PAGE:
From the middle of the twelfth century to the beginning of the nineteenth, Finland was under Swedish rule. During all that time little was done to raise the standard of the Finnish-speaking population. Education was obtainable only in Swedish, the language of the ruling few.
The creative power of a naturally gifted nation had, nevertheless, to find expression, and it was chiefly during these centuries that the vast treasure of Finnish folk-lore was vas created.
In 1809, after the last Russo-Swedish War, Finland came under Russian rule and received a liberal local autonomy from Czar Alexander I. The semi-independent status of the country made the nation gain in confidence and responsibility. Finland rapidly became aware of the fact that a new era in her history had begun, and when the great national awakening took place in Europe, she threw herself heart and soul into the movement. The Swedish-speaking upper classes showed a deep understanding of the spirit of the times, adopting the work for the Finnish nation as their own. Later on, when the Finns felt themselves grown up and wanted to be masters in their own house, the Swedish upper classes naturally resented it, and a bitter fight over the supremacy of the two languages began. The outcome was clear beforehand. The language of the majority gained ground quickly, and is now the ruling language in all departments of national life in Finland.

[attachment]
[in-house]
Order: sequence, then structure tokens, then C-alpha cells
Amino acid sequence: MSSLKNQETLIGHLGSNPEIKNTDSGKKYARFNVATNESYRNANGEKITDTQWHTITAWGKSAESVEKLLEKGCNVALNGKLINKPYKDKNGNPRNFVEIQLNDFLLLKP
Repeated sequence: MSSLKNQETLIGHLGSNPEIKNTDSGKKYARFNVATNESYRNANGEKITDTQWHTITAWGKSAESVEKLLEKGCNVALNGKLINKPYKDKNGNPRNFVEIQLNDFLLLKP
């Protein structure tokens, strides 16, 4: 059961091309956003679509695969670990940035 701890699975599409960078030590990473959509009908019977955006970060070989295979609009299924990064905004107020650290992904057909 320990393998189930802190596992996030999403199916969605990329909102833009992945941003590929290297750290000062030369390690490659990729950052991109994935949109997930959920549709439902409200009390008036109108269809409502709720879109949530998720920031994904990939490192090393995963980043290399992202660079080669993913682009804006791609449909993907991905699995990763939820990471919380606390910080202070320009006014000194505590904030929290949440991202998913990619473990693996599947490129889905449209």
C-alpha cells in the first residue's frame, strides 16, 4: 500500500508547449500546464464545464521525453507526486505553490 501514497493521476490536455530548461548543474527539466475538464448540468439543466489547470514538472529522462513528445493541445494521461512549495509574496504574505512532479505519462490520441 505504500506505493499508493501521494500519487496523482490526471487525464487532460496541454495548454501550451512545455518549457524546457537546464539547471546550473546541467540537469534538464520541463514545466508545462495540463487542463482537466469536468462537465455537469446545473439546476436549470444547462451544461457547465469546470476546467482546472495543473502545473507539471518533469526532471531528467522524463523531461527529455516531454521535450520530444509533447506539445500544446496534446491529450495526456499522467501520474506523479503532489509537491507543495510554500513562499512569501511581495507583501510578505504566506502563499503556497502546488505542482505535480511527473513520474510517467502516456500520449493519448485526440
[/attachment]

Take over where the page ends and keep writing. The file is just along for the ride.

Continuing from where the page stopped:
In the beginning of the last century Finland had a few powerful intellectual leaders who helped the nation to find its own soul. J. L. Runeberg, J. W. Snellman, and Elias Lönnrot are the most important names of that time. Runeberg was the greatest poet of the nation, who, though he wrote in Swedish, gave the truest and most inspiring interpretation of the spirit.
of Finland struggling for national expression. Snellman was a philosopher, a disciple of Hegel, who created the philosophic background to the national move